CAPITOL HILL —
Burmese democracy leader Aung San Suu Kyi has received the Congressional Gold Medal - the highest honor Congress can bestow, at a ceremony Wednesday in the U.S. Capitol Rotunda. Later she met with President Obama at the White House.
Members of the U.S. Congress from both chambers and both major political parties gathered to pay tribute to Burmese opposition leader Aung San Suu Kyi, who was first awarded the Congressional Gold Medal in 2008, while she was under 15 years of house arrest in Burma. On Wednesday, she was in the Capitol Rotunda in person, surrounded by congressional leaders, to receive the honor.
Republican Senate Minority leader Mitch McConnell has been a strong advocate of Suu Kyi and the democracy movement in Burma for almost two decades.
"And it is impossible today, all these years later, not to be moved by the thought, that this most unlikely of revolutionaries may yet witness the deepest longing of her heart," said McConnell.
An emotional Republican Senator John McCain thanked Suu Kyi for teaching him about courage.
"I consider myself very fortunate to have lived to see this day and to know the people of Burma, whose dignity and rights Aung San Suu Kyi has sacrificed so much to defend, and will one day be free to live with dignity and justice and hope," said McCain.
-The United States' highest civilian award
-Aung San Suu Kyi was awarded the medal in 2008, while under house arrest in Burma, for her leadership and commitment to human rights
-The first Congressional Gold Medal recipient was George Washington, the first U.S. president, in 1776
-Other recent recipients include India's Mother Teresa, Pope John Paul, former British Prime Minister Tony Blair and Reverend Martin Luther King
Many of the lawmakers who spoke mentioned the great personal sacrifices Aung San Suu Kyi made for the cause she believed in. Burma's military junta separated her from her family and she was not even permited to visit her husband when he was dying of cancer.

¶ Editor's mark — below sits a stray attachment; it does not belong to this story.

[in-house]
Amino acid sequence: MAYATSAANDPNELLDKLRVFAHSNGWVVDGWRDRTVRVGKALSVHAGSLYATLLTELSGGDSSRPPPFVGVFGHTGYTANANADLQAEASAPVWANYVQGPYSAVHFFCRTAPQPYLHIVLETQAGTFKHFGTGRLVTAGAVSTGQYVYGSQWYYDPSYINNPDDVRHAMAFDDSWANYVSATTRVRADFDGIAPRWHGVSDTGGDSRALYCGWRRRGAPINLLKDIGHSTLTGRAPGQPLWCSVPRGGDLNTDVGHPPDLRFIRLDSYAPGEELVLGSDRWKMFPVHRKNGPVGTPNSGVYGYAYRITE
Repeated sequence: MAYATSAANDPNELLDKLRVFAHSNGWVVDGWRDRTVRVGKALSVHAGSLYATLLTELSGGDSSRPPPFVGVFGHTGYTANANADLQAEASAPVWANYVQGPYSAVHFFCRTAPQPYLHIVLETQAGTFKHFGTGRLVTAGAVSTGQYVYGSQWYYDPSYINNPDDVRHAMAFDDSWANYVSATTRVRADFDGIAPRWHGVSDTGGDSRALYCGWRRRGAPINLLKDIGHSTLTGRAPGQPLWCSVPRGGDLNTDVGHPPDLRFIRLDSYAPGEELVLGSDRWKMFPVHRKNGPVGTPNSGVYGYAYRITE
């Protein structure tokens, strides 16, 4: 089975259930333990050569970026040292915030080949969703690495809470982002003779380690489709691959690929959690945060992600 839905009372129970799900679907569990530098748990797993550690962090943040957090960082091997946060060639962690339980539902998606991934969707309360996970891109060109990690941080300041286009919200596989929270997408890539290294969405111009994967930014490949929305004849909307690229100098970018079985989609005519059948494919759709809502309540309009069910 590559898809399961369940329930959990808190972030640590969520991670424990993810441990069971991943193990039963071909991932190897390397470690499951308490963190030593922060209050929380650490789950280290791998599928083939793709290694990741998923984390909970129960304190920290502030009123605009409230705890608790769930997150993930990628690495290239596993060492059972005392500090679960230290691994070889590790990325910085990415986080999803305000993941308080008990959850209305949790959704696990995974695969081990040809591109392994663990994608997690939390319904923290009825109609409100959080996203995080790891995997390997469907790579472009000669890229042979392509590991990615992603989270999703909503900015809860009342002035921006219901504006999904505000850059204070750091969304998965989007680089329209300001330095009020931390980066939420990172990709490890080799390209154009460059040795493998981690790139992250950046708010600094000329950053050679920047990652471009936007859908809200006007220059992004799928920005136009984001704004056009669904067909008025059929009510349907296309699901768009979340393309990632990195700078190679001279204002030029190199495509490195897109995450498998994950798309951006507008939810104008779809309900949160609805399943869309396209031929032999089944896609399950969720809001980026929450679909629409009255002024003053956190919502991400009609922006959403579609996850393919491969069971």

But Wednesday was more a day of joy, and former First Lady Laura Bush celebrated the triumph of the democratic reforms Burma has launched over the past two years.
"The transition in Burma, like past events in South Africa or Eastern Europe, shows that history has a hopeful direction. It is capable of miracles. There is a part of every soul that longs for freedom and any government built on opression is built on sand," said Laura Bush.
Secretary of State Hillary Clinton emphasized that Suu Kyi was not content just to remain a symbol of democracy, an icon, but is continuing the fight as a member of parliament in Burma.
"It is almost too delicious to believe, my friend, that you are here in the Rotunda of our great Capitol, the centerpiece of our democracy, as an elected member of your parliament," said Clinton.
After all the praise heaped upon her, Suu Kyi was soft-spoken in her response.
"This is one of the most moving days of my life, to be here in a house undivided, a house joined together to welcome a stranger from a distant land. Yet I do not feel myself to be a stranger, for I see many familiar faces, and faces that are new to me but known through what they have done for my country and for our cause," said Aung San Suu Kyi.
During her visit to the United States, Suu Kyi has said she supports the easing of the remaining U.S. sanctions against Burma.
On Wednesday, while she was the Capitol, the U.S. Treasury Department announced that sanctions against Burmese President Thein Sein and the speaker of the lower house of parliamentart Thura Shwe Mann have been lifted.
Related Video courtesy - VOA Carolyn Presutti